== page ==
SENATE VOTED: NOW WE MUST CONTACT THE HOUSE Check out our tools, here!.
UPDATE FROM OUR ACTION ALERTThe senate Criminal Justice Reform bill s2185 passed.

Senate "Report Card" on the Criminal Justice Reform Bill

ORGANIZE_YOUR_COMMUNITY_(6).png

 Download our hypertext, navigable, annotated s2185 roll call PDF packet, here: progressivemass.com/cjr-sen-rollcallpacket.

In the wee hours of Oct. 27, the State Senate passed a historic Criminal Justice Reform bill 27 to 10 (See our "first take" analysis here).

Although four Democrats--Eileen Donoghue, Anne Gobi, Kathleen O’Conor Ives, and Mike Rush--joined the Senate’s six Republicans in voting NO, Senate Democrats still achieved the magic number of 27, the number necessary to override a veto from Governor Charlie Baker.

Progressives fought hard and were able to get a number of big wins. But DAs and police departments also fought hard against true reform (and won some things to). They will be fighting hard again as the House prepares to vote. So should we. 

CJR Roll Calls

The Senate considered 163 amendments to the underlying reform bill. Many were adopted or rejected by voice vote, or simply withdrawn. But those which were roll called offer a great window into whether legislators are fighting for progressive values or not. When the question “Whose side are you on?” gets asked, you can see how they respond.

As we have described before, roll call votes on amendments are the only record of an individual legislator’s vote. In taking the measure of your legislator, these are the tools before us, and the limitations are obvious: when not all votes are individually recorded (voice vote/not roll called), the picture will be skewed by what roll calls we DO have. The question as to why the Legislature does not routinely take roll calls is an important one, and it gets to issues of transparency and individual voters’ ability to hold legislators accountable to their votes. There were some terrible provisions that passed (or failed) only on voice vote. There were some good ones that passed (or failed) only on voice vote, too. We can’t tell you how your legislator voted on them because we don’t have the record. (But you could ask!).

Methodology

In the Report Card below, we scored 17 amendments and the vote on the final bill. We did not include amendments with unanimous or nearly unanimous votes without a real stand for progressive values or against misguided “tough on crime” fear-mongering.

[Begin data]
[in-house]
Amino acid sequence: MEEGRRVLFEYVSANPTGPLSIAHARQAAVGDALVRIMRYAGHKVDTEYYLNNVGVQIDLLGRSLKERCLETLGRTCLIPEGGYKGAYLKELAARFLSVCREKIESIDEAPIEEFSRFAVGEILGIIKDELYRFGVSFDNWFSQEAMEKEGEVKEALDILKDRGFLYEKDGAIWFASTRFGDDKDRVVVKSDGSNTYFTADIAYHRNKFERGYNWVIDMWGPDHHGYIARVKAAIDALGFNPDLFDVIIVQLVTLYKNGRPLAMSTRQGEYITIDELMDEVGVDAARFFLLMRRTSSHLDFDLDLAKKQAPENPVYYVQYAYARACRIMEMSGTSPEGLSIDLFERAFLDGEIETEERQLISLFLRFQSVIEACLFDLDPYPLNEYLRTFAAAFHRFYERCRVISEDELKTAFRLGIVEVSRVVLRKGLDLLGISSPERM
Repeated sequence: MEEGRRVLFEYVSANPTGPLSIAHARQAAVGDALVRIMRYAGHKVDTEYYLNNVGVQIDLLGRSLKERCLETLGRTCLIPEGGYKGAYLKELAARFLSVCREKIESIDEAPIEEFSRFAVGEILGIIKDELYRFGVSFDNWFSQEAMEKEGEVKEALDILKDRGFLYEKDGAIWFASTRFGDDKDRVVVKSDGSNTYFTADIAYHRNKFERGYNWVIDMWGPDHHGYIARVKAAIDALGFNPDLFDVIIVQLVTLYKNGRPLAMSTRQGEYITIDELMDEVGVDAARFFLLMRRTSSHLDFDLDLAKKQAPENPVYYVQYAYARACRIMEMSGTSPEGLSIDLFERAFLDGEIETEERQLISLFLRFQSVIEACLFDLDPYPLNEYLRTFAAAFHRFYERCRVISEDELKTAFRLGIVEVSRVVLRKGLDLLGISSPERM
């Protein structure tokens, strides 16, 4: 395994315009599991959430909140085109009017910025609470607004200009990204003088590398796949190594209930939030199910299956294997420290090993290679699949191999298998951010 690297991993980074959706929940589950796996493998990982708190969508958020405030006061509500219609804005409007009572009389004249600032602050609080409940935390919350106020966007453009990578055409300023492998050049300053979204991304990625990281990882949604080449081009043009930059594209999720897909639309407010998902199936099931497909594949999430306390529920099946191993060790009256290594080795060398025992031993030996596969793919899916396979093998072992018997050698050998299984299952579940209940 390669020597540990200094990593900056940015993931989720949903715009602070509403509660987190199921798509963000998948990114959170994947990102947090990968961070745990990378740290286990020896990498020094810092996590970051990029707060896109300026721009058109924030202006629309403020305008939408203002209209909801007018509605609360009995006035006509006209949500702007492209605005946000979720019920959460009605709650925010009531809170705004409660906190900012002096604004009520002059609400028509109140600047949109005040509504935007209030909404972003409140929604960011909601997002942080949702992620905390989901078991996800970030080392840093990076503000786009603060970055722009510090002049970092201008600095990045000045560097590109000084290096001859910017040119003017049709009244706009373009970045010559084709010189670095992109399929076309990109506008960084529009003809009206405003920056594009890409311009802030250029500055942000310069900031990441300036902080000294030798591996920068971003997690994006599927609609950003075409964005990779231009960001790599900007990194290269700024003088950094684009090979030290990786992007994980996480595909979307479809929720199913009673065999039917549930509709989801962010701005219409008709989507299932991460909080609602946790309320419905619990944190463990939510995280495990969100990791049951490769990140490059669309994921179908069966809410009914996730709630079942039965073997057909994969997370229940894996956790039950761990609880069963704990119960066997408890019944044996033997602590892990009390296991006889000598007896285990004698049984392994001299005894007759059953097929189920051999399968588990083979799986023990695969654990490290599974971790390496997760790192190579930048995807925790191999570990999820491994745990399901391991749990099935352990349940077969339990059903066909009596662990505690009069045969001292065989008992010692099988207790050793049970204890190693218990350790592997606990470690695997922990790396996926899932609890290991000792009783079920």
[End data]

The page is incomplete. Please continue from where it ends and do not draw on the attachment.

Overview of Results

Five senators consistently voted to keep a strong bill intact and further improve it: Joe Boncore, Sonia Chang-Diaz, Cindy Creem, Jamie Eldridge, and Pat Jehlen have a perfect score on our CJR report card. If you live in their district, you should thank them. (If you don’t, tell your own Senator how much you appreciate their leadership!)

Following them were a dozen Democrats with (mostly) As or (some) Bs: Mike Barrett, Will Brownsberger, Majority Leader Harriette Chandler, Julian Cyr, Sal DiDomenico, Linda Dorcena Forry, Cindy Friedman, Adam Hinds, Jason Lewis, Tom McGee, Senate President Stan Rosenberg, and Ways & Means Chair Karen Spilka. They almost always held the line and should be thanked as well.

Like the Senate’s six Republicans, eleven Democrats worked hard for their F, voting for the progressive position less than half the time: Michael Brady, Eileen Donoghue, Anne Gobi, Joan Lovely, Michael Moore, Kathleen O’Connor Ives, Marc Pacheco, Michael Rodrigues, Mike Rush, Walter Timilty, and James Welch. That said, Brady, Lovely, Moore, Rodrigues, Timilty, and Welch still voted for the final bill (unlike Rush, Gobi, O’Connor Ives, and Donoghue--Pacheco was absent) and deserve your thanks for that.

And, though several Senators (many of whom have been backed by progressive forces in their elections and have cited their liberal cred when it’s easy and useful) were disappointing in their failure to stand up at critical junctures, ultimately, it is a testament to the Senate leadership as well as the work of advocates (like YOU) that efforts to roll back the progress in the bill were defeated

So what actually happened in all those amendments? Read a deep dive into what they were all about here, and find out how your senator voted below.

 

SENATE VOTED: NOW WE MUST CONTACT THE HOUSE Check out our tools, here!.

Return to TOP / view spreadsheet in a separate window, here

Return to TOP

SENATE VOTED: NOW WE MUST CONTACT THE HOUSE Check out our tools, here!.
spread the word!

Showing 4 reactions


commented 2017-11-01 23:09:51 -0400 · Flag
No prob!
commented 2017-11-01 20:31:24 -0400 · Flag
Ah, I see. I didn’t scroll to the end of the chart. Thanks.
commented 2017-11-01 20:12:28 -0400 · Flag
Hey, Julie, I have no idea how to respond directly to a comment here (eek!), but…
(1) Brownsberger unfortunately voted for the wiretapping amendment. But he certainly deserves praise for his leadership on the bill as a whole and for not voting for the dangerous Blue Lives Matter amendment.

(2) With the methodology we use, missed votes count against a rep/senator. Sometimes, we can tell how they would have voted if they were there; sometimes not. But it is their job to vote. On our bigger scorecards, we flag it when missed votes reach the point where they would have a distorting effect.

Hope this helps!
commented 2017-11-01 18:06:22 -0400 · Flag
Thank you for offering this. I’m wondering why Brownsberger doesn’t have a 100% score. Also, it seems like Barrett should also be considered for a perfect score since his one NV was on a re-vote of the same amendment. Thanks.
CONNECT
ISSUES AND ACTION
to access member exclusive material, login
via facebook or via Twitter